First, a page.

Vigstamo was a small farm in the Gudbrand valley in Norway and Vigstamoin the name of the man who lived there. Pizzicato cello opens this tune with the other players lightly drawing their bows over their strings. A real tune emerges still with a vibrating pull on the texture in this attractive, slowly moving piece.

Waltz after Lasse in Lyby was a simple little waltz played by a travelling fiddler called Lasse who lived in Lyby in Sweden. The Quartet opens on harmonics before a wistful melody flows, beautifully and infectiously with lovely textures and harmonies from these players.

Ribers is a Danish tune, a polka full of fine string textures that soon leads into another unstoppable, forward driving piece. These players seem so natural in their ability to really throw themselves into this music. There is a terrific coda.

We return to the island of Fanø for Sønderho Bridal Trilogy – Part II an insistent yet gentle tune full of many little beauties. The entertainingly named, Five Sheep, Four Goats is a Danish tune discovered by one of the Quartet members, Rune Tonsgaard Sørensen. It’s a terrific folk tune with a central slow section that brings a jazzy flugelhorn contribution over long held string chords, rising in richness and density.  

O Fredrik, O Fredrik written by a Swedish childhood friend of the Quartet’s cellist, Frederik Schøyen Sjölin opens with a hushed motif that darts around until developed into a syncopated theme, dancing forward, becoming quite free and jazz like.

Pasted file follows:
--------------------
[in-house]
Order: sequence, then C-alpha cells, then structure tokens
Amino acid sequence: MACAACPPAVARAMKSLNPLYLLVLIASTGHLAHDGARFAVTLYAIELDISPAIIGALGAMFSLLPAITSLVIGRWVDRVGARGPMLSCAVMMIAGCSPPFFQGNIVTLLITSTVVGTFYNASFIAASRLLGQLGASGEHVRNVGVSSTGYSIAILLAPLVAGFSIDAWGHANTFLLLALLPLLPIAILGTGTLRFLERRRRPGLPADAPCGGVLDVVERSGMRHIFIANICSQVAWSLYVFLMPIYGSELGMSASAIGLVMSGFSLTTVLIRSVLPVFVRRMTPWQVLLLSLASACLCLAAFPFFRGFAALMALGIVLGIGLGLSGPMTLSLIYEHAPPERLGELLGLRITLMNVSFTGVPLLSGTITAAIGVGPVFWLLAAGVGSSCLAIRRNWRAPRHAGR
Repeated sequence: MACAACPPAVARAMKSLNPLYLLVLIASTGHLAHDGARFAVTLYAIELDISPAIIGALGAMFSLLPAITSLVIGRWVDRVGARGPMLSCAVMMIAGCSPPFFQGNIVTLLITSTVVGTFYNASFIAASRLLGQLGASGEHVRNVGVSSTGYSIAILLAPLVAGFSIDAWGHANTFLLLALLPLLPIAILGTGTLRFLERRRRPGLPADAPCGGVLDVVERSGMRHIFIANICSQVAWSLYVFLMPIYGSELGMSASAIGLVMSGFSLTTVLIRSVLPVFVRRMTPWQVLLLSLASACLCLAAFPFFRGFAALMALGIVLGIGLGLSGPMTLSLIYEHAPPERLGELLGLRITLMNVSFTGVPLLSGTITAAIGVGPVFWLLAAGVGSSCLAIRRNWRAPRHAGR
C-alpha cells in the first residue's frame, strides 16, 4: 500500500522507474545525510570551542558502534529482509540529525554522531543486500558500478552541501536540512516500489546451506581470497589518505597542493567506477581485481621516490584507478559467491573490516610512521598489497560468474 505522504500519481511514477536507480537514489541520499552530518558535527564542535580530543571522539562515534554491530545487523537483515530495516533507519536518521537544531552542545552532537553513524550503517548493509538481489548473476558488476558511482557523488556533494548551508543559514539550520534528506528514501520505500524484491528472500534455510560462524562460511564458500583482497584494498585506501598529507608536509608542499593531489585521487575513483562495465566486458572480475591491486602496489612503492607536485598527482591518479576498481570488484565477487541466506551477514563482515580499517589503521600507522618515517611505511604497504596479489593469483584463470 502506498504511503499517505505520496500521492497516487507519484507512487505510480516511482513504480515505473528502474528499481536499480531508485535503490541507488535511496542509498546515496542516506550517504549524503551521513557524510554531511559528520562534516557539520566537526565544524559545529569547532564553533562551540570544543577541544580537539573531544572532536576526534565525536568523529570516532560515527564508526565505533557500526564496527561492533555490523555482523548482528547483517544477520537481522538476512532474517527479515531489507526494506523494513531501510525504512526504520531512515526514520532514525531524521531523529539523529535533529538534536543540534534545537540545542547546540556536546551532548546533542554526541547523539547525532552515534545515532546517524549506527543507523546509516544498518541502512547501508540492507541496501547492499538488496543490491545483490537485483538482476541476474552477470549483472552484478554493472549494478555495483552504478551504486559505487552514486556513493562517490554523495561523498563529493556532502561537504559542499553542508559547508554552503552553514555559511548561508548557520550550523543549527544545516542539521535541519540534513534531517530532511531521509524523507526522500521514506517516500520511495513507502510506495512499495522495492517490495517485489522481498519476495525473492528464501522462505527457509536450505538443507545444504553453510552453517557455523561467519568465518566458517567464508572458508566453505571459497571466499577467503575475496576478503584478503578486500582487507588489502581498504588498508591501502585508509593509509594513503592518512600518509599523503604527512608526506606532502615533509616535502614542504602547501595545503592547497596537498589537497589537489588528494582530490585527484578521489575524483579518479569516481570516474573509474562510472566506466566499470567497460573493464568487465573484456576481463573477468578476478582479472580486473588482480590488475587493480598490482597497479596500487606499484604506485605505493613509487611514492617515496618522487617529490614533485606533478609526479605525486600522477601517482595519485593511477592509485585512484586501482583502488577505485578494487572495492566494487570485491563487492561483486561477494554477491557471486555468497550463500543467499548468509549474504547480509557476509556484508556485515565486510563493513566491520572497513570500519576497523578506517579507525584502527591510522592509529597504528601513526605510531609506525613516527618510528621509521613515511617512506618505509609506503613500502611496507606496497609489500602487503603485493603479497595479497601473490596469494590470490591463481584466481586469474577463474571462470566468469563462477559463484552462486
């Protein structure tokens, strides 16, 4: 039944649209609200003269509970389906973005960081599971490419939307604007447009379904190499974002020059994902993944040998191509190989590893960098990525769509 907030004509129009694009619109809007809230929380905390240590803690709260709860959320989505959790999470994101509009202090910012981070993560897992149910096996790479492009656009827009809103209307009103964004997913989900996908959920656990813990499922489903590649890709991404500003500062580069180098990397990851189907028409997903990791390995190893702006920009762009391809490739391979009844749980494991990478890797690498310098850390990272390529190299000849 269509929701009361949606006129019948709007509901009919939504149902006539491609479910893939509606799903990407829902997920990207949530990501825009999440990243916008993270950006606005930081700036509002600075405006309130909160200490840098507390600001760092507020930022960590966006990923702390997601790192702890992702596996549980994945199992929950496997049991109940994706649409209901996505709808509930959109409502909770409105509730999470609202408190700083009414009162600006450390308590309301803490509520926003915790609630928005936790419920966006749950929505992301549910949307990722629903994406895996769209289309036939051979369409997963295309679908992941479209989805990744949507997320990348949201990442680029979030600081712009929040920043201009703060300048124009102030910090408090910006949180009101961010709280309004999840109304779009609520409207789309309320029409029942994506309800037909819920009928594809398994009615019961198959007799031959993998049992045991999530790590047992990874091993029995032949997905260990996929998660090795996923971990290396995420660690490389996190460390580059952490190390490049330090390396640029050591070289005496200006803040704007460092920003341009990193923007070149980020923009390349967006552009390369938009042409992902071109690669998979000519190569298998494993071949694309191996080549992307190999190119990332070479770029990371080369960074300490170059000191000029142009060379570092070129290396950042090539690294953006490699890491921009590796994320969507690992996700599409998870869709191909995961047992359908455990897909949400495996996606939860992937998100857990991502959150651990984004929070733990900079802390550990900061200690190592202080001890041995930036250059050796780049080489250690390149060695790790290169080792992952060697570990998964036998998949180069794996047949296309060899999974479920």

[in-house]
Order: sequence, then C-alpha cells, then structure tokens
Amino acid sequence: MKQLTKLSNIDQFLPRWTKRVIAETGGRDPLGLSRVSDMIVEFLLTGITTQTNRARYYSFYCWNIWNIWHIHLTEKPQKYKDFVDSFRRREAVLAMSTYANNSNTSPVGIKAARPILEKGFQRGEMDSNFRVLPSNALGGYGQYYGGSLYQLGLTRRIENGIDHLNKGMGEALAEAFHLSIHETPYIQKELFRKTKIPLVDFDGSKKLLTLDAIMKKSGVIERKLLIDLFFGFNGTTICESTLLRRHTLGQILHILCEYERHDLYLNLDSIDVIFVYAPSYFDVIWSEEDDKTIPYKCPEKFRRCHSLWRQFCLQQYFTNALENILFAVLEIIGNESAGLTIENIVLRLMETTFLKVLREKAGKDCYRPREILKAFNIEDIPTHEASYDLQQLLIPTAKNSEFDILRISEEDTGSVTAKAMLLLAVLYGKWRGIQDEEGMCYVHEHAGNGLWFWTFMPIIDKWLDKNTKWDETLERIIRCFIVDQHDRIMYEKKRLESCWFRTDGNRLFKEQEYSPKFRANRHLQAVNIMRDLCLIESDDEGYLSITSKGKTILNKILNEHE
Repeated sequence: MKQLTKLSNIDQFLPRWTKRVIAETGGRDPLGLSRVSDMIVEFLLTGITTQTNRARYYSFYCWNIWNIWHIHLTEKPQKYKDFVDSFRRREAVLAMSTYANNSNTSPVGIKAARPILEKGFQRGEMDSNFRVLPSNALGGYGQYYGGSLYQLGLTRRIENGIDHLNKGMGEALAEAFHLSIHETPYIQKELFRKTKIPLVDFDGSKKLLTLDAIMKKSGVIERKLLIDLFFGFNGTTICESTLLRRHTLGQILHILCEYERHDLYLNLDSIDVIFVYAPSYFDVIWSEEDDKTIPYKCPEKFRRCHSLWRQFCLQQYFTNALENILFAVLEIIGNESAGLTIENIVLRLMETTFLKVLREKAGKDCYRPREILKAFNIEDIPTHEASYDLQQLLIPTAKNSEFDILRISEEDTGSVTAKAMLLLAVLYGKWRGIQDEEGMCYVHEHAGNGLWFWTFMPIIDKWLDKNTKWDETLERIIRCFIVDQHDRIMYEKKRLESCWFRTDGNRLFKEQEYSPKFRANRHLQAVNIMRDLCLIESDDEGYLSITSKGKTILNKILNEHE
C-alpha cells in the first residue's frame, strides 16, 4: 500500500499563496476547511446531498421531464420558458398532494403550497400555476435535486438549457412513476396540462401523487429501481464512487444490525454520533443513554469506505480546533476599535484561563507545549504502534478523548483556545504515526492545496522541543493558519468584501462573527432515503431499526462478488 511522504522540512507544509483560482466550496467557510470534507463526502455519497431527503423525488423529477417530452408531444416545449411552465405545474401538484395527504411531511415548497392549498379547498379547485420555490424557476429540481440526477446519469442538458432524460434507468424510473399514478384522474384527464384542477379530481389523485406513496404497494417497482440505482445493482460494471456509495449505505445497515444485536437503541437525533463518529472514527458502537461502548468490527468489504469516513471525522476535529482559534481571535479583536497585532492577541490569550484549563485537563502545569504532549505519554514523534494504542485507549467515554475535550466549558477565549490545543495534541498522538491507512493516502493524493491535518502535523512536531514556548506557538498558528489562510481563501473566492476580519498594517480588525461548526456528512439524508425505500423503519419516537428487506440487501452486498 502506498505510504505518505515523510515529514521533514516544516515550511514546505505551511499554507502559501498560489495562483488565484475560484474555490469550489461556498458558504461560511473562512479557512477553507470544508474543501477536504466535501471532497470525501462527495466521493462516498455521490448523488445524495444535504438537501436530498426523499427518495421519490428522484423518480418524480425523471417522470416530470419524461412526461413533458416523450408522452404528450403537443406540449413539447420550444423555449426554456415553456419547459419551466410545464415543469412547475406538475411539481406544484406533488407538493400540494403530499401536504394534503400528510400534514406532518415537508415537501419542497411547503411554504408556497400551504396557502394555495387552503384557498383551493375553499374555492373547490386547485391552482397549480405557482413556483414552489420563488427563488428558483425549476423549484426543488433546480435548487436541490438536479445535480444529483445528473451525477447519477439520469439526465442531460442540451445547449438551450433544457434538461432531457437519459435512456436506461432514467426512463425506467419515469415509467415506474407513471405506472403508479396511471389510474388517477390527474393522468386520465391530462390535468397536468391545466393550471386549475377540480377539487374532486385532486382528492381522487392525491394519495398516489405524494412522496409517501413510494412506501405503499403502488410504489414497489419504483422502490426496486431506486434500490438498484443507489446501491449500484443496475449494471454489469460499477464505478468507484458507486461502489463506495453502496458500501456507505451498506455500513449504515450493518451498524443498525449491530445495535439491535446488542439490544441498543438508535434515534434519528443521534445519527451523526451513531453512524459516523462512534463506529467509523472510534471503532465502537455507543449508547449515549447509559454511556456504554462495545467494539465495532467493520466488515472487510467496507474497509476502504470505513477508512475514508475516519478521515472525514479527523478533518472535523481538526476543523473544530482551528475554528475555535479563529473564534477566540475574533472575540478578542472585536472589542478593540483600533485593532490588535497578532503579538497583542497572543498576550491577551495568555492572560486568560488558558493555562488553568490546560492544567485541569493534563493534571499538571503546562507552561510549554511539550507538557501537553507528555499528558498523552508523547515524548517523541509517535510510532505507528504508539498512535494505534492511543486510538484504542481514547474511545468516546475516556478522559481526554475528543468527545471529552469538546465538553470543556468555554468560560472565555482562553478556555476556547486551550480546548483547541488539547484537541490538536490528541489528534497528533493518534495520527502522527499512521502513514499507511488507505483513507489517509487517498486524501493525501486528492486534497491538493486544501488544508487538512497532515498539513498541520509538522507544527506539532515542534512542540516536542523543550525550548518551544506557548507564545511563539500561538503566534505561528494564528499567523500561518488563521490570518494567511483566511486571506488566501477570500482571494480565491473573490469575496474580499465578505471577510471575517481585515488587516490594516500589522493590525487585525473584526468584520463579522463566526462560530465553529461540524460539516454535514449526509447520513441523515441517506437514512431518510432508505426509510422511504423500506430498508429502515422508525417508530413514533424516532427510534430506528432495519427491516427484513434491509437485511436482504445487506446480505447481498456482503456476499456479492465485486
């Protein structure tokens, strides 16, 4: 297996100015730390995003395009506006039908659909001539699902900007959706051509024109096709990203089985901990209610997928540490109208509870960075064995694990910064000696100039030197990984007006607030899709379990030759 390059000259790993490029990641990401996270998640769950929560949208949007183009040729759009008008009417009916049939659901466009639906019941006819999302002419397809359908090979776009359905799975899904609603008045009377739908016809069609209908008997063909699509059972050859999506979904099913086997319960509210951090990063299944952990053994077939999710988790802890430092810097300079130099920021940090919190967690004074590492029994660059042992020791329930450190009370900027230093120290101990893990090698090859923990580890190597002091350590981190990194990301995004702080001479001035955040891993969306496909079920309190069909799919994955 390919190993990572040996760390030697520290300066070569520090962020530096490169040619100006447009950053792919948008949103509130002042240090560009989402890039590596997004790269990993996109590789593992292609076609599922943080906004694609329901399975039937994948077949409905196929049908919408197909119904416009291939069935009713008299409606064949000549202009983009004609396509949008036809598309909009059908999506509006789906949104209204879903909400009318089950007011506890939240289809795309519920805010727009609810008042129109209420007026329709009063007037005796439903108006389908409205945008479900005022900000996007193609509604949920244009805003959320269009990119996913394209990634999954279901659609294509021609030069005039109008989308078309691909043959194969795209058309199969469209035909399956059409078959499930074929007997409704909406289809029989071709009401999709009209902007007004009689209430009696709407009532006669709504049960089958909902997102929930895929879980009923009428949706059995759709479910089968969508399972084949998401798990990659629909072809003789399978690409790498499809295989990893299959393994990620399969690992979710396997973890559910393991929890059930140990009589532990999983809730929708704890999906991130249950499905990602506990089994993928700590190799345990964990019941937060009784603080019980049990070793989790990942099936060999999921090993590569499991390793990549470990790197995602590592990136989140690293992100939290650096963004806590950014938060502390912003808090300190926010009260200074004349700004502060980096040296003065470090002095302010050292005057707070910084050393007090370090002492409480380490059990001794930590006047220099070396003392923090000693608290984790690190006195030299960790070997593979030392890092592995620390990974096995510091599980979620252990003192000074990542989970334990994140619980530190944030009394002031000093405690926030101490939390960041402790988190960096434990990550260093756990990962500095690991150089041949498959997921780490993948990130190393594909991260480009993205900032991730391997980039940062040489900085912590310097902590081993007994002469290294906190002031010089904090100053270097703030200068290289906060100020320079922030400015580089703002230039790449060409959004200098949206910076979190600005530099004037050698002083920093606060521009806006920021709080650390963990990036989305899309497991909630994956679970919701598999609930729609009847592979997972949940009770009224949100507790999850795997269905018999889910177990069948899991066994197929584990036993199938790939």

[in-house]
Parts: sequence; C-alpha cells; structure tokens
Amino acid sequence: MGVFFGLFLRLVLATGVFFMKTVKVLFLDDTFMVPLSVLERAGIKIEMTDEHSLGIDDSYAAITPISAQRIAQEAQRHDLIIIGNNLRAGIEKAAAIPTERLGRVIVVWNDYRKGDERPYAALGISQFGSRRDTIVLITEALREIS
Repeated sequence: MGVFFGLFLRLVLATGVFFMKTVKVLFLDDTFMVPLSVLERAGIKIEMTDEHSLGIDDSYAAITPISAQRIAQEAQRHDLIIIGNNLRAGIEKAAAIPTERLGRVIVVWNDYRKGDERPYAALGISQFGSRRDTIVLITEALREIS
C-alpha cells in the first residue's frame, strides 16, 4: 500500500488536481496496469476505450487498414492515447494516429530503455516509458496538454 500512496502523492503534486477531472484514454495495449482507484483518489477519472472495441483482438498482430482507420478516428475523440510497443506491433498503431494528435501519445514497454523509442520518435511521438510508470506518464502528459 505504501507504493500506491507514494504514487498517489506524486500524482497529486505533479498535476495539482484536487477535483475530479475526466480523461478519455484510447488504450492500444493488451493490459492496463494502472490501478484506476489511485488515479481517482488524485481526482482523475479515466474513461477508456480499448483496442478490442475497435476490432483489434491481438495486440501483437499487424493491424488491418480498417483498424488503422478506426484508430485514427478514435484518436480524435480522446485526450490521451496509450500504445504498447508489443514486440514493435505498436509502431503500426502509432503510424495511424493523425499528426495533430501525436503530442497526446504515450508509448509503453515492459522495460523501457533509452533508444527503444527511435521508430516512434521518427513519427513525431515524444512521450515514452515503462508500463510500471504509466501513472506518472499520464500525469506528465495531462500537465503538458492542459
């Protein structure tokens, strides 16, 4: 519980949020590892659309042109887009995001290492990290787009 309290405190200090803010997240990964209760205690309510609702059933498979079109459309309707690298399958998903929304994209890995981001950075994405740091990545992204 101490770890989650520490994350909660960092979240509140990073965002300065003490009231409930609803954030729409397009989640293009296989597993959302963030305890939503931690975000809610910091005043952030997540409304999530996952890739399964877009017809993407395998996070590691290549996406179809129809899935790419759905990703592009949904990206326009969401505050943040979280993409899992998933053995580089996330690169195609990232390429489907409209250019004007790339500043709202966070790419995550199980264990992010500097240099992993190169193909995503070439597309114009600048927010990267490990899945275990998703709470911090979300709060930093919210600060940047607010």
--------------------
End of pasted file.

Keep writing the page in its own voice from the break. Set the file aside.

The calm, flowing Ack Värmeland, du sköna has something of Grieg in its flavour, though it is in fact a Swedish folk song, full of lovely melody, sensitive textures and details and extremely finely played. This is a particularly lovely piece.

Pairing a Danish polsk with a tune by the Danish sailor and fiddler, Rasmus Strom, Easter Sunday has an appealing tune with something of a Scotch snap to its rhythm which develops and richens with some lovely moments before moving into Polsk after Rasmus Storm that has a faster rhythm pointed up by pizzicato cello and moves through some lovely harmonisation.

Lovely string sonorities open Jässpodspolska, a polska from Sweden that develops with some gorgeous string sonorities in another particularly attractive piece.